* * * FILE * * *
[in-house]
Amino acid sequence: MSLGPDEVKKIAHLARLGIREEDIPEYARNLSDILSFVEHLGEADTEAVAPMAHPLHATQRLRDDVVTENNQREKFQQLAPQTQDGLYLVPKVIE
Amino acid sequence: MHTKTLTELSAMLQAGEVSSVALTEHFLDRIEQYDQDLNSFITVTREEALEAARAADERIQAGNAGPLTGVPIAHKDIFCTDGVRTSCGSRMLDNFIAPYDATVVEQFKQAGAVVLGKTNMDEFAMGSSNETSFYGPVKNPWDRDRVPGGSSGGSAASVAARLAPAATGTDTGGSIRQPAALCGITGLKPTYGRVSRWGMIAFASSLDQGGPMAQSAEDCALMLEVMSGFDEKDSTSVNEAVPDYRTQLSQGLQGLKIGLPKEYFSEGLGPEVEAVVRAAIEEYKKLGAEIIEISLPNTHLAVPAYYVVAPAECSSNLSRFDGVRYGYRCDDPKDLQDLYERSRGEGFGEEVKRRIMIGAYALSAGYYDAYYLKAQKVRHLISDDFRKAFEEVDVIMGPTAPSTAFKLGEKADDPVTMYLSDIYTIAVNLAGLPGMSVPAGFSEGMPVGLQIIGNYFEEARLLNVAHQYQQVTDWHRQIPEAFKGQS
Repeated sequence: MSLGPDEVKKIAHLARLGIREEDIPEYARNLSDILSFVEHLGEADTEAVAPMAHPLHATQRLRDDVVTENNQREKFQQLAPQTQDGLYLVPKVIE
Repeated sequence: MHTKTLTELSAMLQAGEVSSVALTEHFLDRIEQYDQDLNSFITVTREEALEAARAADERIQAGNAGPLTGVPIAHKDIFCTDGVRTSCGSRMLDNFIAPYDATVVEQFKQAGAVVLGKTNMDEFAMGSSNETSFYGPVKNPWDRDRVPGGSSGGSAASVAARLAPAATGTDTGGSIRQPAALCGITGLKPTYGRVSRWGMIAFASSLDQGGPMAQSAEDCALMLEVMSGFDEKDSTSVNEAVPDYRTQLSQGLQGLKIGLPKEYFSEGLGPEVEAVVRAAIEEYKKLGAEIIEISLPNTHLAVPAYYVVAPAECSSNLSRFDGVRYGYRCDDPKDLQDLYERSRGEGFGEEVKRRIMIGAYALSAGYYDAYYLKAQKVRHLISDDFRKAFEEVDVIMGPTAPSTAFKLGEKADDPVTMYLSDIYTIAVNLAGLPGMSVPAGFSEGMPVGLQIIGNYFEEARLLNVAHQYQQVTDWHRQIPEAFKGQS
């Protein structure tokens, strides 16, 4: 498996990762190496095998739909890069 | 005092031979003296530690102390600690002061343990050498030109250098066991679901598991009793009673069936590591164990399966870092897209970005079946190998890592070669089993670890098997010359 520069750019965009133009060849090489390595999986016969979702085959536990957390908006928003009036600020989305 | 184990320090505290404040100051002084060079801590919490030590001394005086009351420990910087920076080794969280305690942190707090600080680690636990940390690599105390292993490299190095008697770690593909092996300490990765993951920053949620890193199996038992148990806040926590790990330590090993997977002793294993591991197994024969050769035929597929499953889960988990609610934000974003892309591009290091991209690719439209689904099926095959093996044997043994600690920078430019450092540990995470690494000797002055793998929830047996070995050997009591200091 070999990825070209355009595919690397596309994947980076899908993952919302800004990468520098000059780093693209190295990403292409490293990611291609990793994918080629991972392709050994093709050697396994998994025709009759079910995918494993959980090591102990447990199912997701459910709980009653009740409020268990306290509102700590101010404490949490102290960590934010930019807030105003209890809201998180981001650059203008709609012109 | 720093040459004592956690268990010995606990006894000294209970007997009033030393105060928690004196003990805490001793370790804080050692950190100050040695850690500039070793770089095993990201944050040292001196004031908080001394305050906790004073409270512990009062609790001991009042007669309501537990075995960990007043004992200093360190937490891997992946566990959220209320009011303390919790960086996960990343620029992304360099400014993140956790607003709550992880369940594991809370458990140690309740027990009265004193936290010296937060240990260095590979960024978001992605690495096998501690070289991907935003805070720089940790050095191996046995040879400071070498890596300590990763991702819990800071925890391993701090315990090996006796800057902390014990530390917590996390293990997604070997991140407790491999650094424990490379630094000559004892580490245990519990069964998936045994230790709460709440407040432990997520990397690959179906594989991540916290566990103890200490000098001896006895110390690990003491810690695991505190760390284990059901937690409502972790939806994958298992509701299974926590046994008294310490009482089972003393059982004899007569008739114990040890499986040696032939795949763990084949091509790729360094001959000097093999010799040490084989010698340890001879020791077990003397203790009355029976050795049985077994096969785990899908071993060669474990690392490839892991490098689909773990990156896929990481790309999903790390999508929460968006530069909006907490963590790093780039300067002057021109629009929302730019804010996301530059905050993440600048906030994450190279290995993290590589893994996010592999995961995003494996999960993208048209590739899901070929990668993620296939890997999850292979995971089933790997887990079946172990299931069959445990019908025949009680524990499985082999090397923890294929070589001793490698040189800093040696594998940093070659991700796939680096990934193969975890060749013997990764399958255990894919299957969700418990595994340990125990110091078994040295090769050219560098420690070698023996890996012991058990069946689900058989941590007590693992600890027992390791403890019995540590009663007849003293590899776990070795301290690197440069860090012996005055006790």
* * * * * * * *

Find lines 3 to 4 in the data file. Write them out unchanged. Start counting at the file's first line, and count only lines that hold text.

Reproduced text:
Amino acid sequence: MHTKTLTELSAMLQAGEVSSVALTEHFLDRIEQYDQDLNSFITVTREEALEAARAADERIQAGNAGPLTGVPIAHKDIFCTDGVRTSCGSRMLDNFIAPYDATVVEQFKQAGAVVLGKTNMDEFAMGSSNETSFYGPVKNPWDRDRVPGGSSGGSAASVAARLAPAATGTDTGGSIRQPAALCGITGLKPTYGRVSRWGMIAFASSLDQGGPMAQSAEDCALMLEVMSGFDEKDSTSVNEAVPDYRTQLSQGLQGLKIGLPKEYFSEGLGPEVEAVVRAAIEEYKKLGAEIIEISLPNTHLAVPAYYVVAPAECSSNLSRFDGVRYGYRCDDPKDLQDLYERSRGEGFGEEVKRRIMIGAYALSAGYYDAYYLKAQKVRHLISDDFRKAFEEVDVIMGPTAPSTAFKLGEKADDPVTMYLSDIYTIAVNLAGLPGMSVPAGFSEGMPVGLQIIGNYFEEARLLNVAHQYQQVTDWHRQIPEAFKGQS
Repeated sequence: MSLGPDEVKKIAHLARLGIREEDIPEYARNLSDILSFVEHLGEADTEAVAPMAHPLHATQRLRDDVVTENNQREKFQQLAPQTQDGLYLVPKVIE